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Sovereign space capability a must in Australia, says Quasar

Quasar Satellite Technologies CEO Phil Ridley has warned that it's critical for Australia to build a sovereign space sector as global supply chains face disruptions.

The executive underscored the importance of sovereign capability in Australia’s space sector ahead of the 2023 Australian Space Summit, outlining two reasons for his position.

“One reason is, we’ve noticed that global supply chains have been disrupted. Because there’s a lot of globalisation in relation to components like certain high-end silicon chips used in satellites and on-ground stations, they’ve been very hard to get,” he told Space Connect.

“As such, having a sovereign capability and country is very important for manufacturing so that you’re not waiting for certain parts.”


Secondly, Ridley explained, because of Australia’s unique geographic location on the globe, and the deteriorating security situation in Europe and parts of Asia, Australia is required to defend and protect itself.

“We have to remember that without space assets, modern wars won’t function,” Ridley warned.

“So, if we can’t communicate with objects in space, then we can’t [monitor] the weather or navigate.”

Ridley’s comments preceded the Australian Space Summit 2023 in May, where he will outline the latest developments in Australian-based manufacturing hubs, government programs, regulation, launch licences and fees, and Australia’s pathways for developing sovereign communication satellites and capabilities.


The CEO of Quasar – which is known for using ground stations to talk to hundreds of satellites at once using technology developed by Australia’s national science agency CSIRO – emphasised that a sovereign capability would allow Australia to manage its own space assets instead of relying on other countries.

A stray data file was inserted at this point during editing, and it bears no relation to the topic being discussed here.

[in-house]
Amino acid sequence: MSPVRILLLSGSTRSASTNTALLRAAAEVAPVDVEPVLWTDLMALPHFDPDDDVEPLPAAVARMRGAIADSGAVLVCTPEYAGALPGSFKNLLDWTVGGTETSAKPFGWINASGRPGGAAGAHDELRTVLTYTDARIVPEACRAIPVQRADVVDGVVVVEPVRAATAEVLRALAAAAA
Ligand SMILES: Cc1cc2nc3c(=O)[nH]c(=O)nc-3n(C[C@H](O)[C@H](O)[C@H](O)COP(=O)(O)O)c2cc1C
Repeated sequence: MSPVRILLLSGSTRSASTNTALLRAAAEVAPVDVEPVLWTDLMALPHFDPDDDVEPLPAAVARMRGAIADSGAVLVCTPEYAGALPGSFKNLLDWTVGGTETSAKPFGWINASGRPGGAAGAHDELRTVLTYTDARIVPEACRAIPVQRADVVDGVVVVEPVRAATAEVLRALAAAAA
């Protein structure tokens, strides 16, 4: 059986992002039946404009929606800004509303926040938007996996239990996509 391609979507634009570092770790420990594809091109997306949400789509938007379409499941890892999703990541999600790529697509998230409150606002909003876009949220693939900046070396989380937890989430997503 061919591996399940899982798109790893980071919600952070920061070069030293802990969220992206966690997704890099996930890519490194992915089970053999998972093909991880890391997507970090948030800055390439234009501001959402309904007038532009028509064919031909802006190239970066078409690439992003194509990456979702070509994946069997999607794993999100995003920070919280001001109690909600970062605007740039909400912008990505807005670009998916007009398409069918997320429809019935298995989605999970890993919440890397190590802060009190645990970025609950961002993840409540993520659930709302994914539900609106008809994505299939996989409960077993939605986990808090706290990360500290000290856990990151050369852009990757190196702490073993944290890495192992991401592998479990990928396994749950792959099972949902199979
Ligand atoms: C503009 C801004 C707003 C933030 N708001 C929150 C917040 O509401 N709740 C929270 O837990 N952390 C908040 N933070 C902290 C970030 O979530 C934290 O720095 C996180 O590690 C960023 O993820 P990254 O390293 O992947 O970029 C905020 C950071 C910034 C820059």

“Australia is connected to the world by fibres. If the fibres were cut, we’d literally have no communication. So, we need space,” he reiterated.

Bolstering sovereign capability requires “heavy” investment to enable the country to manufacture its own systems, including rockets and launch vehicles, and satellites, which could open doors to more exporting opportunities, Ridley proposed.

While manufacturing goods is expensive in Australia (particularly in “traditional” manufacturing industries like cars), he suggested that manufacturing systems in the space sector is more cost-effective as it is not as volume-intensive.

“Manufacturing a satellite in Australia isn’t necessarily that much more expensive compared to manufacturing it in India or China for example, because it’s such high technology, that the same components and skilled people are used,” he said.

Ridley encouraged the government to provide direction and focus on technological innovations to build a viable space sector.

The country and companies could manufacture satellites and other systems with the cost base they have, “provided that the government supports it”, he said.

“There is a bit of government intervention needed,” he stressed.

“We should be designing our own silicon chips for example, but we’re not.

“It doesn’t come down to massive amounts of infrastructure. It comes down to supporting innovation in my view.”

Ridley suggested that the government could introduce incentive programs for space that support companies that want to build new technologies with commercial risks but have dual uses and multiple potential customers.

“Also, government contracts are important for small companies developing innovative technologies where the government buys these services locally instead of from international companies,” he said.

“I think it’s been shown many times that Australia is very capable of this.”

Ridley concluded by arguing that the space sector will impact every industry, and as such, considering the implications of having a fully connected space network is critical.

“There are always new business cases coming for space and the capability is coming,” he signalled.

“The question is, how can we make this work for Australia?”

To hear more from Phil Ridley about the latest in satellite manufacturing and capabilities, as well as the latest regulation and technology set to enhance Australian sovereign capabilities and boost manufacturing, come along to the Australian Space Summit 2023.

It will be held on Wednesday 17 May at ICC, Sydney.

Click here to buy your tickets and make sure you don’t miss out!

For more information about the summit, including speakers and agenda, click here.

Adam Thorn

Adam Thorn

Adam is a journalist who has worked for more than 40 prestigious media brands in the UK and Australia. Since 2005, his varied career has included stints as a reporter, copy editor, feature writer and editor for publications as diverse as Fleet Street newspaper The Sunday Times, fashion bible Jones, media and marketing website Mumbrella as well as lifestyle magazines such as GQ, Woman’s Weekly, Men’s Health and Loaded. He joined Momentum Media in early 2020 and currently writes for Australian Aviation and World of Aviation.

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